Thanks for the delay time cheat sheet! Do these figures apply in any way to the quantise values? Why is there no musical translation built into the Elektron Machines? Is this a mad mathematician’s ego trip? Watching all of the musicians counting on their fingers and laughing sinisterly in the background? For me the maths dominated approach is the weak point, in Elektron’s otherwise, very creative sound machines.

Ah great - always wondered why “40” sounded so nice
thanks for the efforts!

First of all thanks for creating this chart, really cleared up the delay for me! The colour coding is awesome too.

I think I found something inaccurate in here, though. Maybe it’s me that is looking at this the wrong way, I guess we’ll see…
What i mean concerns the the triplets in the chart. I think that the red lines, the supposed triplets, are actually dotted notes. Let’s put this hypothesis to the test:

1 dotted 1/8th-note = 1/8th-note*1,5 = 3/16

or numerically:

0,5 [beats] *1,5 = 0,75

The resulting values (0,75; 3/16) show up in the same line in the chart. That line is labelled “1/4tri[plet]”. Unless I have taken a wrong corner in my thought process here, I think that label should be “dotted 1/8”.

Maybe the reason why this got mixed up was that, if you look at the chart, the column “fraction”, which shows the most reduced fraction, does have numbers with periodical ,3333 ,66666 (e.g. 3/32 = 1/10,666666…). Of course this looks like we’ve got a triplet, but not really actually. The ,333 or ,6666 needs to be the in the column “beats” to make it a triplet

I was bummed when I discovered this because i quickly realised there are no triplets at all in the delay on the A4.
An 1/8 triplet would have to be 1/12, which simply doesn’t appear between 1/128 (the increments of the delay) an 128/128. (That’s basically saying 1/12 and 1/128 don’t have a common denominator).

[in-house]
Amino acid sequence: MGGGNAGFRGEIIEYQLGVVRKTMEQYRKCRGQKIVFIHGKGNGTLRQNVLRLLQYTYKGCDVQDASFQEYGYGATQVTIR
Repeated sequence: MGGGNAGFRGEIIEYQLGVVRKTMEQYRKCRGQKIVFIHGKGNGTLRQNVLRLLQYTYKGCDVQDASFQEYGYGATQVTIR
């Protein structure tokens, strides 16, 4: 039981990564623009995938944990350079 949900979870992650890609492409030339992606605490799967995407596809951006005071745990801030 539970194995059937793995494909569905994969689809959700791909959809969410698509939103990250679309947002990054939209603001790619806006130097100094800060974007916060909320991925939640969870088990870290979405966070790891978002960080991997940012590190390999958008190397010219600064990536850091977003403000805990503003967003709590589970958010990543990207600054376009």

Oh well, doted notes sound great too

Oh and just an afterthought:
I haven’t looked at the other -plets…

EDIT: Dunno what these findings means for the quintuplets etc. in the chart.
EDIT: It was Lars Erik that got me on this idea with this post: Delay & Tempo Sync

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Hi @Sammelkorn its possible to re-upload the Delay time pdf?
Thanks!

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Dropbox changed their sharing api, I updated the post above, here’s the new link for the original pdf:

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@Sammelkorn thanks for the input on triplets vs. dotted. I will look into this, might be I was wrong. I didn’t measure the actual delay times. One can do proper triplets on the note grid though with micro-timing.

I don’t have my A4 with me right now, so I don’t know the exact value for the three steps (there are 2 solutions for that) but they must be somewhere there:

Btw. still very useful:
http://www.sengpielaudio.com/calculator-bpmtempotime.htm

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I like to use this sometimes :

When you play a fast arp, lfo (or retrig on other lachines), or 32th with scale 2x, you can have a note depending on tempo.

A = 440 Hz. 440 x 60 = 26 400
Divide by 2 until you get common tempo :
A > 103.125 bpm

To find tempo one semi-tone above, you have to multiply by 2^(1/12)=1,0594630944

That number can be used to find frequencies too, starting from 440 Hz. Ex with 5 semi tones above :
440 (A4) x 2^(1/12)^5 = 587.3 (D5)

Very nice! I was thinking of creating something like that, but search brought me to your post and you have done a detailed job! Thank you!